Innovator managers are more than caretakers: they lead. They know the path to follow. They make it fun.
What leaders know…
First line managers are leaders if they want to take the employees they supervise to a higher level of performance. I learned that sometimes you have to keep this journey a secret from the employees. First, you may know the direction you want take; but, the path may not be clear, even though you know the leadership process. Second, even if you tell employees you know the path, some employees may not follow; and, some will create resistance.
When I was a boy in Verbena a friend of mine, Benny Baker, said he knew where a cave was on Chestnut Creek. I and my buddies wanted to go. Benny took us on the journey. We walked past the old Baldwin Mansion, we stopped, looked in every window. Walking past the barn, we stopped to look at a couple of their old horse buggies. These were fancy rich folk’s buggies. We then proceeded on the path that led to the cave. We crossed a log across a small branch. The journey took us through the woods over hill and dale. The journey was great. We finally made it to the cave. Now, we had our vision of what a cave was. This was no cave. Actually, it was just an overhang on the side of a cliff overlooking Chestnut creek. Benny had shown us the way, now we knew it was not a cave. If Benny had told us that it was an overhanging rock we might not have followed him. We went back several times not because of the cave but because of the journey.
Point is: sometimes the vision we have as leaders will not inspire our employees to follow. We may have to keep the destination a secret. We head out on the path. We have done this before. Leading our group in a new direction, keeping all our options open. We and our employees are on a mission of discovery. We need to be flexible, stop and look at a buggy or two along the way.
In 1985, I became a Business Office Manager for an electric utility company in West Blocton. On my first trip to the warehouse I brought back two transformers. The next day, I came into the office, the two linemen were disgruntled. I asked, “What is the problem?” One replied, “It took us years get rid of those transformers and the first week you get here you bring them back.” I looked him straight in the face and replied, “For some reason I am suffering under the illusion that we cannot run an electric utility without transformers”. If I told him that he and I would be pulling up a transformer with a rope and a gin within two years to serve a customer; he would not have believed me. Actually, I did not know that was where I would be taking them, but that was where we were going. It came naturally, because on the trip to this position we visited a few buggies. They came with me on the journey.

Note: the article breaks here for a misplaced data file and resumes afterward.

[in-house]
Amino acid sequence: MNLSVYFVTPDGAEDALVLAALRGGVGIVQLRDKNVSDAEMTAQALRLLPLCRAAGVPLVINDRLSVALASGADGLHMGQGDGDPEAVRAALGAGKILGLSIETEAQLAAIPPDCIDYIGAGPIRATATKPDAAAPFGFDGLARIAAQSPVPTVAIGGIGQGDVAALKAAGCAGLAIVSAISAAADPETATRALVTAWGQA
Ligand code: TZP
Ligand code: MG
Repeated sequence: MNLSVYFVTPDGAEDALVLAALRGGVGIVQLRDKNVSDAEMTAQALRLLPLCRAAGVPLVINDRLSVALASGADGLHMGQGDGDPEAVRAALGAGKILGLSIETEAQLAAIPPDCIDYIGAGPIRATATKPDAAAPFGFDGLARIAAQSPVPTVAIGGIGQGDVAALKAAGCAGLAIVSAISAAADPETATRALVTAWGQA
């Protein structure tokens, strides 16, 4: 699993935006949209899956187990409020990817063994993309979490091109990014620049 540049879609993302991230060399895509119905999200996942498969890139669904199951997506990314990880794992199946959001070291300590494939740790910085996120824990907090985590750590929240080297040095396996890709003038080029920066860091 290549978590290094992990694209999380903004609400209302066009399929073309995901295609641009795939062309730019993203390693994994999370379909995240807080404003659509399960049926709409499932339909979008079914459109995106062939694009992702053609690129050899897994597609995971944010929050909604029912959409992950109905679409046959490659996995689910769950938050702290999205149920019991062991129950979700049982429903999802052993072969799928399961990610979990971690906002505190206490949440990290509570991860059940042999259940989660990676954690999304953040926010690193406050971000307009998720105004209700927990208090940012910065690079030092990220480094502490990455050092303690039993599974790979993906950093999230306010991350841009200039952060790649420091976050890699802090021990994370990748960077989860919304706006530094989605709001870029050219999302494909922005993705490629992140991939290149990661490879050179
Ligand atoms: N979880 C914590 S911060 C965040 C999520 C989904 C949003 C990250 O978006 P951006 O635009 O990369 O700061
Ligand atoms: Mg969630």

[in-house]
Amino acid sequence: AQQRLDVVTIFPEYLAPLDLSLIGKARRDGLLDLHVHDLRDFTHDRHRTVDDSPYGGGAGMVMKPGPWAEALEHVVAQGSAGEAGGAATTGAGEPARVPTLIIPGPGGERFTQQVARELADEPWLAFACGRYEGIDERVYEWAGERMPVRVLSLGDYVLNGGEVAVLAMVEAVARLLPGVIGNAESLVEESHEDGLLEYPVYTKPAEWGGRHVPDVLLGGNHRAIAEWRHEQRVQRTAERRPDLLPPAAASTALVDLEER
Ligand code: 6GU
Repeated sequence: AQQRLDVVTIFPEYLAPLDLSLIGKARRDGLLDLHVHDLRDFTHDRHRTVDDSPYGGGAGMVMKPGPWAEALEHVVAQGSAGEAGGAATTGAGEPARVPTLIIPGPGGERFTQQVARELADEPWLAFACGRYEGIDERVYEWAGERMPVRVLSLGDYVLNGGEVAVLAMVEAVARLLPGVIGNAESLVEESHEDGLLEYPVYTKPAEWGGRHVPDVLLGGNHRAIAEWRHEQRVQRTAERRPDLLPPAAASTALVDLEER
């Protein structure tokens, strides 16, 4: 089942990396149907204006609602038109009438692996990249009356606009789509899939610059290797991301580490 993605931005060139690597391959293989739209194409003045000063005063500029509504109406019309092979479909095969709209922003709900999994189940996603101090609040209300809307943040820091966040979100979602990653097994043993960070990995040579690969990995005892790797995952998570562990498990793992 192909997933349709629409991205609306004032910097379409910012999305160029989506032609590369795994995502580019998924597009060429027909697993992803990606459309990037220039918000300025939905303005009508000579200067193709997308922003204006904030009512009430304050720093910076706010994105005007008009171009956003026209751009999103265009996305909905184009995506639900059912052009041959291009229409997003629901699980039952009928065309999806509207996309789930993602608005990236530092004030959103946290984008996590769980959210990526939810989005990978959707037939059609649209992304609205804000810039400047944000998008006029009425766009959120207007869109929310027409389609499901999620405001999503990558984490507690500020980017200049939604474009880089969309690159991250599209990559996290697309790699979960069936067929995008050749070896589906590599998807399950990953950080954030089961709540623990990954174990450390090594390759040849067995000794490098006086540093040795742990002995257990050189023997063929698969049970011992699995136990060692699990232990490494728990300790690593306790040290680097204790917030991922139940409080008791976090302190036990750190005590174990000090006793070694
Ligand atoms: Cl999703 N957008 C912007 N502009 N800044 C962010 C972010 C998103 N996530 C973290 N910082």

The West Blocton office employees sold $47,000 in merchandise in 1984. If I had told the office reps that in two years they would sell $213,000, they would not believe me. But that is what they did. How? First I read, “Zig Ziglar’s Secrets of Closing the Sale”. I had to get back into the salesman mode of mind. I had been a salesman for two years before coming to this company. I had to get my mind right, Zig, did that. Then, I knew, it costs 5 times more to get a new customer than to keep an old one. I asked for a print out of all our customers. On this print out I went back to 1974 marking every customer that had purchased and what they purchased from the office. I sent them a sales letter and brochure, thanking them for purchasing that item/items from us. I personally signed each letter. I placed a “Baptist Thermometer” in the back of the office with our office’s goal at the top. Each week I posted the previous week’s sales figure on the thermometer. I made a sales book for the reps that listed all the dimensions and features of each appliance we sold. I did more; but, you get the point… we were on a different path. The first sales campaign of the year we sold $45,000+. This was good enough to place first in our division. For the whole year we sold $99,968 in appliances. I know because I missed a personal award by $38. That is not the point. I was not doing this for a personal award. I was doing it because I knew the way; I wanted to take the office to the cave.
Leaders know the path. Leaders know too, if they follow the path of leadership they can take their organization where it has never gone before. They know how the employees will feel once they reach the designation. The fun is the journey. The employee’s will know how to get back to the cave, with or without you. This is the essence of leadership; showing employees that “the journey to accomplishment” is challenging and fun.
What I believe: leadership is a spiritual quest; it is the greatest mystery of life.